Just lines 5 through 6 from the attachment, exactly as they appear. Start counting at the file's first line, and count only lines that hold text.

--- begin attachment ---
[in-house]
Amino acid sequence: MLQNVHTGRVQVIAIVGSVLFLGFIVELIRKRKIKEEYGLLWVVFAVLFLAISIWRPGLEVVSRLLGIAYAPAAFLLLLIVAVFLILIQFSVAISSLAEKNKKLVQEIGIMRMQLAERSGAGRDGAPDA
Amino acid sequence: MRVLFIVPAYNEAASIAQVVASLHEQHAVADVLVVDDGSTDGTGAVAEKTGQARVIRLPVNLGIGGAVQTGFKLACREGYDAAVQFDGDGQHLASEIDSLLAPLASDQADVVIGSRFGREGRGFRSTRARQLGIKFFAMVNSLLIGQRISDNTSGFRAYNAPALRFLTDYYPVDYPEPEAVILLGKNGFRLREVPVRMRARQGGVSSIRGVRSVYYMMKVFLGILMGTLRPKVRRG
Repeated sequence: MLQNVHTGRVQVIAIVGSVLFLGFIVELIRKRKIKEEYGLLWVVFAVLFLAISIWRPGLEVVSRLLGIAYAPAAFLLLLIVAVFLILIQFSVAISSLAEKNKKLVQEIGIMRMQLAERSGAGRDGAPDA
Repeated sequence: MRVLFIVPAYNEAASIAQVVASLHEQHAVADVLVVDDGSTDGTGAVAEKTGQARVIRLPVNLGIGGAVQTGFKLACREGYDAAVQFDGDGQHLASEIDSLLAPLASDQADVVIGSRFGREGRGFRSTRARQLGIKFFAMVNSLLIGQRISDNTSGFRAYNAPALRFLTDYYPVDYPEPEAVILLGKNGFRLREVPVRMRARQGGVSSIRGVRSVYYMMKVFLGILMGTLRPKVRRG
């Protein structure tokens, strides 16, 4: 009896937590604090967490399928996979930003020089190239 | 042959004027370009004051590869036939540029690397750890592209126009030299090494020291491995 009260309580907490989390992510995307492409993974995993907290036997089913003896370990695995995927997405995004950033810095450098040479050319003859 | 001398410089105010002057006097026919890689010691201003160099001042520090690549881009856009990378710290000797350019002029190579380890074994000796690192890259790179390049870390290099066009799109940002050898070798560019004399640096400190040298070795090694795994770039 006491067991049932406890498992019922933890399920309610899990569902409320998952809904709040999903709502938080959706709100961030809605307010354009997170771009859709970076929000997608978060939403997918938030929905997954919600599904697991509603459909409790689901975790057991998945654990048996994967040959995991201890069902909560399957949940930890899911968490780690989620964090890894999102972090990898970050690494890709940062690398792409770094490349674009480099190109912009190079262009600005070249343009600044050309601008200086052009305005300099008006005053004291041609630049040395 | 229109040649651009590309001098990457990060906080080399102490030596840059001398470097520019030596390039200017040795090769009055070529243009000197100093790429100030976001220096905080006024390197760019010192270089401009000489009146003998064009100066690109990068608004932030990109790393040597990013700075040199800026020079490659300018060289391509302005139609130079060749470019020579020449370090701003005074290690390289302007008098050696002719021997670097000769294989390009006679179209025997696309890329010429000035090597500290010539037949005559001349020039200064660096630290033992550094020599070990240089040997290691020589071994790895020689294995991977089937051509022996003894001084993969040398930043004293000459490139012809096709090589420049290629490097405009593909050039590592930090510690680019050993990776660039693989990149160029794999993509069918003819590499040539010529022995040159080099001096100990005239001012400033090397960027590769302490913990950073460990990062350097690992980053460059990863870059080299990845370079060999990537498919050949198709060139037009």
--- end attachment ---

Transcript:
Repeated sequence: MRVLFIVPAYNEAASIAQVVASLHEQHAVADVLVVDDGSTDGTGAVAEKTGQARVIRLPVNLGIGGAVQTGFKLACREGYDAAVQFDGDGQHLASEIDSLLAPLASDQADVVIGSRFGREGRGFRSTRARQLGIKFFAMVNSLLIGQRISDNTSGFRAYNAPALRFLTDYYPVDYPEPEAVILLGKNGFRLREVPVRMRARQGGVSSIRGVRSVYYMMKVFLGILMGTLRPKVRRG
């Protein structure tokens, strides 16, 4: 009896937590604090967490399928996979930003020089190239 | 042959004027370009004051590869036939540029690397750890592209126009030299090494020291491995 009260309580907490989390992510995307492409993974995993907290036997089913003896370990695995995927997405995004950033810095450098040479050319003859 | 001398410089105010002057006097026919890689010691201003160099001042520090690549881009856009990378710290000797350019002029190579380890074994000796690192890259790179390049870390290099066009799109940002050898070798560019004399640096400190040298070795090694795994770039 006491067991049932406890498992019922933890399920309610899990569902409320998952809904709040999903709502938080959706709100961030809605307010354009997170771009859709970076929000997608978060939403997918938030929905997954919600599904697991509603459909409790689901975790057991998945654990048996994967040959995991201890069902909560399957949940930890899911968490780690989620964090890894999102972090990898970050690494890709940062690398792409770094490349674009480099190109912009190079262009600005070249343009600044050309601008200086052009305005300099008006005053004291041609630049040395 | 229109040649651009590309001098990457990060906080080399102490030596840059001398470097520019030596390039200017040795090769009055070529243009000197100093790429100030976001220096905080006024390197760019010192270089401009000489009146003998064009100066690109990068608004932030990109790393040597990013700075040199800026020079490659300018060289391509302005139609130079060749470019020579020449370090701003005074290690390289302007008098050696002719021997670097000769294989390009006679179209025997696309890329010429000035090597500290010539037949005559001349020039200064660096630290033992550094020599070990240089040997290691020589071994790895020689294995991977089937051509022996003894001084993969040398930043004293000459490139012809096709090589420049290629490097405009593909050039590592930090510690680019050993990776660039693989990149160029794999993509069918003819590499040539010529022995040159080099001096100990005239001012400033090397960027590769302490913990950073460990990062350097690992980053460059990863870059080299990845370079060999990537498919050949198709060139037009």